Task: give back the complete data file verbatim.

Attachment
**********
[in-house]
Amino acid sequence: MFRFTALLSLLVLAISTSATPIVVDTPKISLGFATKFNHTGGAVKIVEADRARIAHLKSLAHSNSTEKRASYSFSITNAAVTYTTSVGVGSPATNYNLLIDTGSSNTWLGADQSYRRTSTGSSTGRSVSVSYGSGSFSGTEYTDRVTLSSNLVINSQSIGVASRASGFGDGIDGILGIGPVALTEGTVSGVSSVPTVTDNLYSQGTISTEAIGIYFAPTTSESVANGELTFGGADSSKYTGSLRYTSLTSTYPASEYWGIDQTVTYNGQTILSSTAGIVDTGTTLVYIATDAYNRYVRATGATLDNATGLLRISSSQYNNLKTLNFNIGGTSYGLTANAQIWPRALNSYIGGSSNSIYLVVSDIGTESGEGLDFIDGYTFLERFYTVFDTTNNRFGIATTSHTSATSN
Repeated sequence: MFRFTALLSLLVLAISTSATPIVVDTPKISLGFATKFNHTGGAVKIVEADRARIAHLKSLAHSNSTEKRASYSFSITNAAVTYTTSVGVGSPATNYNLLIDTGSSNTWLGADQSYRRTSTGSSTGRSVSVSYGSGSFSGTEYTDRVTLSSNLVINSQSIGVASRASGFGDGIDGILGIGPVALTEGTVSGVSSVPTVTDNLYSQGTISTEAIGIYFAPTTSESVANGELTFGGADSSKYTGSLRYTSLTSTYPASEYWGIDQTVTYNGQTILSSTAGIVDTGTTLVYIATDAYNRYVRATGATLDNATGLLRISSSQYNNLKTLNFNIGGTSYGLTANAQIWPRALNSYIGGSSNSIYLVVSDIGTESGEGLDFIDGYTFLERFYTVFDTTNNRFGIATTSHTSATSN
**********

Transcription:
[in-house]
Amino acid sequence: MFRFTALLSLLVLAISTSATPIVVDTPKISLGFATKFNHTGGAVKIVEADRARIAHLKSLAHSNSTEKRASYSFSITNAAVTYTTSVGVGSPATNYNLLIDTGSSNTWLGADQSYRRTSTGSSTGRSVSVSYGSGSFSGTEYTDRVTLSSNLVINSQSIGVASRASGFGDGIDGILGIGPVALTEGTVSGVSSVPTVTDNLYSQGTISTEAIGIYFAPTTSESVANGELTFGGADSSKYTGSLRYTSLTSTYPASEYWGIDQTVTYNGQTILSSTAGIVDTGTTLVYIATDAYNRYVRATGATLDNATGLLRISSSQYNNLKTLNFNIGGTSYGLTANAQIWPRALNSYIGGSSNSIYLVVSDIGTESGEGLDFIDGYTFLERFYTVFDTTNNRFGIATTSHTSATSN
Repeated sequence: MFRFTALLSLLVLAISTSATPIVVDTPKISLGFATKFNHTGGAVKIVEADRARIAHLKSLAHSNSTEKRASYSFSITNAAVTYTTSVGVGSPATNYNLLIDTGSSNTWLGADQSYRRTSTGSSTGRSVSVSYGSGSFSGTEYTDRVTLSSNLVINSQSIGVASRASGFGDGIDGILGIGPVALTEGTVSGVSSVPTVTDNLYSQGTISTEAIGIYFAPTTSESVANGELTFGGADSSKYTGSLRYTSLTSTYPASEYWGIDQTVTYNGQTILSSTAGIVDTGTTLVYIATDAYNRYVRATGATLDNATGLLRISSSQYNNLKTLNFNIGGTSYGLTANAQIWPRALNSYIGGSSNSIYLVVSDIGTESGEGLDFIDGYTFLERFYTVFDTTNNRFGIATTSHTSATSN